Hindsight helping to provide foresight

Re-analysing past market research data is not simply a matter of recycling old information. The objective is to leverage existing learnings in a wider, more holistic context. Neither is it merely a case of going back over individual research projects one by one, but literally superimposing all the insights from these projects and seeing where common threads start to appear. Taken on their own, the reported insights might have little or no impact, but when seen in a cross-brand/cross-category context, they can start repeating and compounding, showing that something more fundamental is occurring.

With the research review projects we undertake for clients, we don’t use data analysis software, preferring instead to do the analyses manually.  This is because there are often subtle differences in meaning and expression that can only be detected with human involvement. Unlike quantitative data, qualitative data sets have many more assumptions regarding drivers of attitudes and values. What we are looking for are patterns that are quite different from those discovered when analysing data from individual research projects.

I liken the process of research reviews to analytical cubism, where the artist dissects the subject material then reconstructs it in a way that depicts its essence rather than its physical appearance. We will generally group ideas and concepts into ‘themes’ so that the data can be thoroughly explored and cross-referenced to ensure nothing is missed. Since we are usually reviewing a much larger data set than we would with a specific product or category research project, there is always a wide range of different connections that occur.

Something we find truly beneficial is identifying what “disruptions” are needed to alter the rules of the categories we are researching. When you couple the gleaned hindsight with the creation of a multi-dimensional strategic framework, you can begin to separate the black and white spaces - the areas of practical application - from the theoretical “grey space” areas. This multi-dimensional framework helps establish some suppositions as to the best ways of tackling these areas, focusing on those which may have the greatest prospects. From the resulting strategic overview, a series of potential directions can be drafted for future exploration and may be the subject of further research in their own right.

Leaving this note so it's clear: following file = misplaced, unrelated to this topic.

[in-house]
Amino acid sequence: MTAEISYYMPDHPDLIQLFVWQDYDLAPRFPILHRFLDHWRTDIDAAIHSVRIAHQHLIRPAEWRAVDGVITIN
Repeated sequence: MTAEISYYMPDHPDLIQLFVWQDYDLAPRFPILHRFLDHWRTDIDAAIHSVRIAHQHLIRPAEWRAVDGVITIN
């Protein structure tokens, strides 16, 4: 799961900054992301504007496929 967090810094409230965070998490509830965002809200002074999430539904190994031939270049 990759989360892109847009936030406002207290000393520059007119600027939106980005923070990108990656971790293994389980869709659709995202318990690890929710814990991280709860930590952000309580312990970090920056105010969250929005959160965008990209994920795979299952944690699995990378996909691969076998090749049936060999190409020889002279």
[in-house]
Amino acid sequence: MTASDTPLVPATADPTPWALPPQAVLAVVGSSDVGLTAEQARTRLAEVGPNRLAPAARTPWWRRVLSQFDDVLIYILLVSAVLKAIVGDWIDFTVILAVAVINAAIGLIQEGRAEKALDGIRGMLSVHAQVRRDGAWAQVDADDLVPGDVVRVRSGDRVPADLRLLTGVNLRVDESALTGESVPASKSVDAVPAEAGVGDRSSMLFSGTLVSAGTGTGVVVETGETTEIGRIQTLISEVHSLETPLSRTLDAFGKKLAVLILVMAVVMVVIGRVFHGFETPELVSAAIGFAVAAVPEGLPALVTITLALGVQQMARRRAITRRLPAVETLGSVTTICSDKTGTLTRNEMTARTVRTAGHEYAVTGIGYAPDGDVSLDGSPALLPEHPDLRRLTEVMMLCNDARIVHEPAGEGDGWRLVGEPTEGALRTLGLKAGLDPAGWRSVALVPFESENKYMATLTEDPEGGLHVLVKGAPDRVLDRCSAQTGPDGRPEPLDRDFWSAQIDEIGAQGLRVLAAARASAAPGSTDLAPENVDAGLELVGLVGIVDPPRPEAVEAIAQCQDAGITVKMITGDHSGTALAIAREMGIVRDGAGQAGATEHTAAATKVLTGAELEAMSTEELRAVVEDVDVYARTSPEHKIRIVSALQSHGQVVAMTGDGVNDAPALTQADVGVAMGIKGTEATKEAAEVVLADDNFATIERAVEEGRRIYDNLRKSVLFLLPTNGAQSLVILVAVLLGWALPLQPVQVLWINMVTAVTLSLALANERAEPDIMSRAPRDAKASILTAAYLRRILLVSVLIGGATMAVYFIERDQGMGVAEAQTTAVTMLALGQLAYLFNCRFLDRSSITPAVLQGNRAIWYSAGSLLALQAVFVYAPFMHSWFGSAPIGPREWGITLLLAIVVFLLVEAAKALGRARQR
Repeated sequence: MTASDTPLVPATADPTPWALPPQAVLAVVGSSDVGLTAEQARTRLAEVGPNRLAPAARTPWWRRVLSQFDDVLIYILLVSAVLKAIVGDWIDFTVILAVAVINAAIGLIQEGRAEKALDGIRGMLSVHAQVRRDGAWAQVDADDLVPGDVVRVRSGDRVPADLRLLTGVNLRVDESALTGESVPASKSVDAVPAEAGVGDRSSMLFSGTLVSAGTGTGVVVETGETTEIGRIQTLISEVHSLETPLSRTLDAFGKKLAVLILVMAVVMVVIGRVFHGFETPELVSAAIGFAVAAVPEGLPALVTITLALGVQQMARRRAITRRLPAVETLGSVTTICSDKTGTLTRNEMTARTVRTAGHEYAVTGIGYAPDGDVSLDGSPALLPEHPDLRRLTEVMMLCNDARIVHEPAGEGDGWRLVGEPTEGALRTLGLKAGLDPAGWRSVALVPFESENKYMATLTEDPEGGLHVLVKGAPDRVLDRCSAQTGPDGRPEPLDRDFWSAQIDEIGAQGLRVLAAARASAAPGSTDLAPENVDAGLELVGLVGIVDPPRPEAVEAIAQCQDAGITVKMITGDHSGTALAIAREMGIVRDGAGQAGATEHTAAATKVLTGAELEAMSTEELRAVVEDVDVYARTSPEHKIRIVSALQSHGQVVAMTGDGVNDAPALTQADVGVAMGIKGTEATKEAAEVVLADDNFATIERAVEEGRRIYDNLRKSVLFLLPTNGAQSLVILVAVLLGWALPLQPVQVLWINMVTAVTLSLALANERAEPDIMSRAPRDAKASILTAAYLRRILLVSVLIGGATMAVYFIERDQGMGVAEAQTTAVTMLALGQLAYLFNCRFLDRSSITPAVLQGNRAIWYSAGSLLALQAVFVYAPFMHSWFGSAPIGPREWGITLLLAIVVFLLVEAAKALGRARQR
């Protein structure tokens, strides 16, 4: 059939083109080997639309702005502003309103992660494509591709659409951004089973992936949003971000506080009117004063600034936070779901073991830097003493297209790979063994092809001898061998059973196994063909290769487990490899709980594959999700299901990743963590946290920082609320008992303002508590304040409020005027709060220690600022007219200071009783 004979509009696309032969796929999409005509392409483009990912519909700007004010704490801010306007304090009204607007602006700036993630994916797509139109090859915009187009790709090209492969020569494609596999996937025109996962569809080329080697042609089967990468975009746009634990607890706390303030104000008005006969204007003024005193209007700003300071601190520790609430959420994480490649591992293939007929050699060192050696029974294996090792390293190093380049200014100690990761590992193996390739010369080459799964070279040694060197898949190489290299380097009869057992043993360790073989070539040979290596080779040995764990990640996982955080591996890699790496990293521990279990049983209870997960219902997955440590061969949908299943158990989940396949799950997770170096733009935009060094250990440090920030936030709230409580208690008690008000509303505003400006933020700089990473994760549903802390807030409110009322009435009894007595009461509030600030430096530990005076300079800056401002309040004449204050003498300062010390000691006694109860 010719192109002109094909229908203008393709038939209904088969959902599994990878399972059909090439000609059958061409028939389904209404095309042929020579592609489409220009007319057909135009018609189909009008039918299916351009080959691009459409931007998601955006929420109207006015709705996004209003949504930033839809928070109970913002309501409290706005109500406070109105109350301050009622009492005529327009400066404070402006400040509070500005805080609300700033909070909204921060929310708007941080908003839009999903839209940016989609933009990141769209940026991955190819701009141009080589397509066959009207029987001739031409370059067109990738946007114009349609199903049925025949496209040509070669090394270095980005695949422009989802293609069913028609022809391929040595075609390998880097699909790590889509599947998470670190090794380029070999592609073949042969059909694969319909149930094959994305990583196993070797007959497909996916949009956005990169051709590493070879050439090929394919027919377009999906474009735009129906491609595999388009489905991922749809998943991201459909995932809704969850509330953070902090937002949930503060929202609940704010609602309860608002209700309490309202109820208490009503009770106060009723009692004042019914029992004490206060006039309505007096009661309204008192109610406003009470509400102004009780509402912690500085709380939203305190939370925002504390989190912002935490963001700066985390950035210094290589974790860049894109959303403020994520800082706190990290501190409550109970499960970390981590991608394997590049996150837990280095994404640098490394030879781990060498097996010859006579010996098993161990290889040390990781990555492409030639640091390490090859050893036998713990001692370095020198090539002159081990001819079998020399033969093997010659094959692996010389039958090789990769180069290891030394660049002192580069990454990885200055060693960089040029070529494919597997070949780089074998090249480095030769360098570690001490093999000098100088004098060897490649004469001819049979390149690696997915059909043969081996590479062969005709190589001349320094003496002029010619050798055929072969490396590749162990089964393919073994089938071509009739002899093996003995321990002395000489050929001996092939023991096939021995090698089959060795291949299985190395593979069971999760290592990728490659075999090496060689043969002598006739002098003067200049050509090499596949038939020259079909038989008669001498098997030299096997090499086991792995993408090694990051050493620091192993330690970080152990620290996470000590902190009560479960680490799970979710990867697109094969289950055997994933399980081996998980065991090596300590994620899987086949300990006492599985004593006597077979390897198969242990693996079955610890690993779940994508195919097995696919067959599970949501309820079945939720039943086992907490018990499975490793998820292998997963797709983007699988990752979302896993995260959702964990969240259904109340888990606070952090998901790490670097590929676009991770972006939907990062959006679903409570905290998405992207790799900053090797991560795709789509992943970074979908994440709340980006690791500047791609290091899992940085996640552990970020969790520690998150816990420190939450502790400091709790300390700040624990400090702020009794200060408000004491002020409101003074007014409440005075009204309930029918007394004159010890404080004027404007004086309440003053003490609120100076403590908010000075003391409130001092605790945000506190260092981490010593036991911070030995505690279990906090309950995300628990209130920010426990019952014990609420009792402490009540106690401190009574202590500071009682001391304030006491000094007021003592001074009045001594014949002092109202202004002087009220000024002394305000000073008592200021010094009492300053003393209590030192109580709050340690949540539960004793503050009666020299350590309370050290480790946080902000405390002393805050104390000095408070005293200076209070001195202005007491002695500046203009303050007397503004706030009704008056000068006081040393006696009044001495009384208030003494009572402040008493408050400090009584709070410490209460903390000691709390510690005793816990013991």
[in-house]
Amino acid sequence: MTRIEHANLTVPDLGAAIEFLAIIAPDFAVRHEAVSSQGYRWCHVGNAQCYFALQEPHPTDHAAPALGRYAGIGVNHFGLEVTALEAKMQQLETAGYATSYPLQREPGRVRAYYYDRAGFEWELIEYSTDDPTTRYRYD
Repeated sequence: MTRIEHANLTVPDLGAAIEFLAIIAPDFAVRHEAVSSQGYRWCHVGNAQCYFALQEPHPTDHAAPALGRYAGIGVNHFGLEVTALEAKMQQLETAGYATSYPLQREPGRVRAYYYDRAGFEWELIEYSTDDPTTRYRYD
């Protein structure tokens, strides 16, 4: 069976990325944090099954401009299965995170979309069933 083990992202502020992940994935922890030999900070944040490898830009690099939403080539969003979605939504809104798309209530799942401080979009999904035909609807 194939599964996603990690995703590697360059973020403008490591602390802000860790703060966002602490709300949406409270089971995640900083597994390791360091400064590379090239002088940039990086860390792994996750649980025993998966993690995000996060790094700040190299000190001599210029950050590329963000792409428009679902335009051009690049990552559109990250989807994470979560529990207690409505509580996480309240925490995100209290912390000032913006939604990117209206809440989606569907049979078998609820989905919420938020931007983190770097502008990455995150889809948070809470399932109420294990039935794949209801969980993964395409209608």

Whilst soft drinks and fruit juices can be influenced from a previous generation, alcoholic beverages tend not to carry the same influence.  Accurately defining the drivers of change is very important for marketing teams and this is where research reviews can be such a powerful process. Change just doesn’t happen by chance. There are a number of factors that contribute to bringing it about. By overlaying data from several market research projects and superimposing all the insights these drivers start to take shape.

Performing research reviews where past market research projects are re-considered can be very cost-effective - and they can provide marketing teams with an opportunity to uncover unique and relevant trends that can be further exploited. If the review process is performed correctly, the methodology should provide the internal confidence needed to explore the emergent themes; something that will ultimately lead to new brand extensions and positioning strategies. Research reviews, however, should not take precedence over conducting other qualitative projects, but rather should be seen as an adjunct to conventional research and a way to get more from it. However, when budgets are tight, well-conducted research reviews may well achieve the intelligence necessary to keep the organisation moving forward.

As we often say, hindsight which leads to insight to produce foresight can be a truly valuable (and perhaps untapped) asset.